2016 Was Not a Tight Race

I suppose this is hopeless, but I want to try one more time on the Comey thing. The most common response to the suggestion that James Comey’s letter was the turning point in the 2016 campaign is this:

In a race this close, lots of things could have tipped the result. The Comey letter is just one of many.

But this isn’t true. Take a look at 538’s polling numbers in the final two weeks of the campaign:

On the day before Comey sent his letter, Hillary Clinton had a 6-point lead. There is no ordinary campaign event that plausibly could have turned that into a loss. Not dumb ad buys. Not bad internal polling. Not bad speeches by the candidate. Nothing. It’s just too big a lead.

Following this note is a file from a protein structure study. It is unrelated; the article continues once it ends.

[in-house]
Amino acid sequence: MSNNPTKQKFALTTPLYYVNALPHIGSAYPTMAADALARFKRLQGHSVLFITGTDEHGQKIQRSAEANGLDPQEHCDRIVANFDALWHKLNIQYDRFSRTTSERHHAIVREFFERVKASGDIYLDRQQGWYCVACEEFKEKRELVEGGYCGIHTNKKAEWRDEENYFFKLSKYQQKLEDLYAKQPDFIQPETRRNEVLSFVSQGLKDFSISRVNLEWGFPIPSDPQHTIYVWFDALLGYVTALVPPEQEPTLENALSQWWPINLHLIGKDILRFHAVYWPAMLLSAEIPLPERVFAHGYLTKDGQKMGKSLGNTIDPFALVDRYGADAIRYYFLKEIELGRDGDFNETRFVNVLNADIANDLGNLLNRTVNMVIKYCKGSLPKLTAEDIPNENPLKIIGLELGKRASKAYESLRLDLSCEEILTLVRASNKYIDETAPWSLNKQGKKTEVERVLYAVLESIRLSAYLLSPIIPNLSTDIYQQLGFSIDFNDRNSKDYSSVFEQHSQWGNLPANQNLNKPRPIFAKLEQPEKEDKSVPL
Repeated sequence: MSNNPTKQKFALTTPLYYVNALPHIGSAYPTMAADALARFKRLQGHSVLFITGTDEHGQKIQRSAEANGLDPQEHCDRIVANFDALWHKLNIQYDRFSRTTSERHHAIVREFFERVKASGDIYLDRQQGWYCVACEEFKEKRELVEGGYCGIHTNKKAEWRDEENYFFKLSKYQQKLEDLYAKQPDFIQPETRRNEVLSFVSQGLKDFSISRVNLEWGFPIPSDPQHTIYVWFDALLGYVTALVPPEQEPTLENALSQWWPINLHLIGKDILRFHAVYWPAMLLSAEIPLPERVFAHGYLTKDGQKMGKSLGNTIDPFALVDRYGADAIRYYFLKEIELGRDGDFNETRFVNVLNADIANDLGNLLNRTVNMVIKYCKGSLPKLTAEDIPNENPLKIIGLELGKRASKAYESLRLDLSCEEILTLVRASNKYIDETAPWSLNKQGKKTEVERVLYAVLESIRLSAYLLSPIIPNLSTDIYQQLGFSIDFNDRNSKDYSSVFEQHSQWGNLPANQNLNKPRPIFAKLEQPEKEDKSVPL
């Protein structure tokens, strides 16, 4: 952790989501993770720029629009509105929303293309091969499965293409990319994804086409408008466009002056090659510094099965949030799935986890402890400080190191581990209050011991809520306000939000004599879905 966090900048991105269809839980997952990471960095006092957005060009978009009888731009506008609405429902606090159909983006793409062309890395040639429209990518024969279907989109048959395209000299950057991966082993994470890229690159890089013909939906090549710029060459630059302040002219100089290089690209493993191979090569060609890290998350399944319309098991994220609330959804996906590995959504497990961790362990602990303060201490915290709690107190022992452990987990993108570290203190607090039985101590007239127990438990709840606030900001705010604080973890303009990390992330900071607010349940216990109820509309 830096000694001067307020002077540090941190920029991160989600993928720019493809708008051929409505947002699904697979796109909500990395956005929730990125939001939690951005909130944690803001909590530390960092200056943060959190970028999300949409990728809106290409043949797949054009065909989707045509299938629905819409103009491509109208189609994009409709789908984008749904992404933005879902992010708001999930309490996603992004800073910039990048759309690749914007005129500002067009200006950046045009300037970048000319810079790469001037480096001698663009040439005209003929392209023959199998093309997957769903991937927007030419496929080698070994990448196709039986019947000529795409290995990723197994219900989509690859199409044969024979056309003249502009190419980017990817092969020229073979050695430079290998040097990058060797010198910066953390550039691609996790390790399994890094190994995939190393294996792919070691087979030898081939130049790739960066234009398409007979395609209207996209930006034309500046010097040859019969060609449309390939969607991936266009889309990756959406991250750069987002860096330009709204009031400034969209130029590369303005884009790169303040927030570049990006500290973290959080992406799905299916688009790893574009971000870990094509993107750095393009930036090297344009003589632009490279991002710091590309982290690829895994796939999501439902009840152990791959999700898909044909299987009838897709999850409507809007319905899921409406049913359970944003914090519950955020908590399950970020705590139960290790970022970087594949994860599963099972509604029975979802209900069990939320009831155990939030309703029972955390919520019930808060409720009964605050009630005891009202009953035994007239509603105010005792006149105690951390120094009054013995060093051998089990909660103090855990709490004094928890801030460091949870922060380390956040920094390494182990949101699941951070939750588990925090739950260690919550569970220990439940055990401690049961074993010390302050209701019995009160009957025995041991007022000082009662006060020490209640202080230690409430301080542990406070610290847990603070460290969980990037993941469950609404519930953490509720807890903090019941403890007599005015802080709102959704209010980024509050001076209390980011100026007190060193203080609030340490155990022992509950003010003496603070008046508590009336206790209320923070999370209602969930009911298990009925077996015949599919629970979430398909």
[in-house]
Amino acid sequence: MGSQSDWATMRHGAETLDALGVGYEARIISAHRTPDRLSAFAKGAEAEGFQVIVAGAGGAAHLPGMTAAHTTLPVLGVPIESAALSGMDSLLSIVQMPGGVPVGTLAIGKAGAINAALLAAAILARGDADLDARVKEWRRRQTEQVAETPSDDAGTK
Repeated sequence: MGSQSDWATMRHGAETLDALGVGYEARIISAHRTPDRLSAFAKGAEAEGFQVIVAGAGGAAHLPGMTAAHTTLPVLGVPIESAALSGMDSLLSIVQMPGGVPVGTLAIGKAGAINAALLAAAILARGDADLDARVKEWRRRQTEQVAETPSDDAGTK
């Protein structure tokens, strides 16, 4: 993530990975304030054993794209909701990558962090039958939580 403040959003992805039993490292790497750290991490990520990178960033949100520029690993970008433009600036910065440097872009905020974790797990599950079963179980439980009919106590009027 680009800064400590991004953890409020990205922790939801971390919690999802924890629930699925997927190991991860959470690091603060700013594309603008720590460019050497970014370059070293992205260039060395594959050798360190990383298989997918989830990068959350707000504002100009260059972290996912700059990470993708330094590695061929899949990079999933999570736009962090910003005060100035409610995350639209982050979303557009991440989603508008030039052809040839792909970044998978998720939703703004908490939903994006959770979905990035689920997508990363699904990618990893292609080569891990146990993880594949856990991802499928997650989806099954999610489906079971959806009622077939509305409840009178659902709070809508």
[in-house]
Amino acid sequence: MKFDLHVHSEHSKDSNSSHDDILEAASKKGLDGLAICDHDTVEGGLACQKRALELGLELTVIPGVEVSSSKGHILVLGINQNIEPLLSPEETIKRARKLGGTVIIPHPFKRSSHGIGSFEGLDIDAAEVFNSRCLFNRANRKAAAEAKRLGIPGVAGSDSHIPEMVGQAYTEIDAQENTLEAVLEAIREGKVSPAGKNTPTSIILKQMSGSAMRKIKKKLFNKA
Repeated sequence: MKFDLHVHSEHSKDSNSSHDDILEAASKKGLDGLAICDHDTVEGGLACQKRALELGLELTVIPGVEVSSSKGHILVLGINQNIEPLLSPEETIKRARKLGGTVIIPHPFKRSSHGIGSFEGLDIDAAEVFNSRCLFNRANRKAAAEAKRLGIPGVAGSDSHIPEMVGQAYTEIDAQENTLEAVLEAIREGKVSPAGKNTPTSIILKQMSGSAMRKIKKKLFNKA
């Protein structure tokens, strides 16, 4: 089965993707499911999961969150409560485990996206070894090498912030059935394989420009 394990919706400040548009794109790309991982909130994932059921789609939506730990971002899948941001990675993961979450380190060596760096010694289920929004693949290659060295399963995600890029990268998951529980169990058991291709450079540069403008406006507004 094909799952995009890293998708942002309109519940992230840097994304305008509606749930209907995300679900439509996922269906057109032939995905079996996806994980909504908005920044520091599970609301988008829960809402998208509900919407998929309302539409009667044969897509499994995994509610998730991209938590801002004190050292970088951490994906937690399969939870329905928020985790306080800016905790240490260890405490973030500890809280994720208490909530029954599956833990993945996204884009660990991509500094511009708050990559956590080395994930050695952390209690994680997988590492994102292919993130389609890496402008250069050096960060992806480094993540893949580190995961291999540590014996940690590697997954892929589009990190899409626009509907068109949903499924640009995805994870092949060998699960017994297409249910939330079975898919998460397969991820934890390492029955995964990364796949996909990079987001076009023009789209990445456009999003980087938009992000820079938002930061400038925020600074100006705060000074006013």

The Comey letter was a bolt from the blue and it cost Clinton three percentage points. This is the only thing that made the race close to begin with. Once Clinton’s lead had been cut by three points, then an extra point of support for Trump in the last couple of days—which 538 and others missed—was just enough for Trump to eke out a 2-point popular vote loss and a miracle Electoral College victory.

That wouldn’t have mattered without the Comey letter. None of those little things that everyone keeps pointing to would have produced a Trump win. It’s true that in a tight race lots of things can make the difference between winning and losing, but it wasn’t a tight race. Not until James Comey sent out that letter, anyway.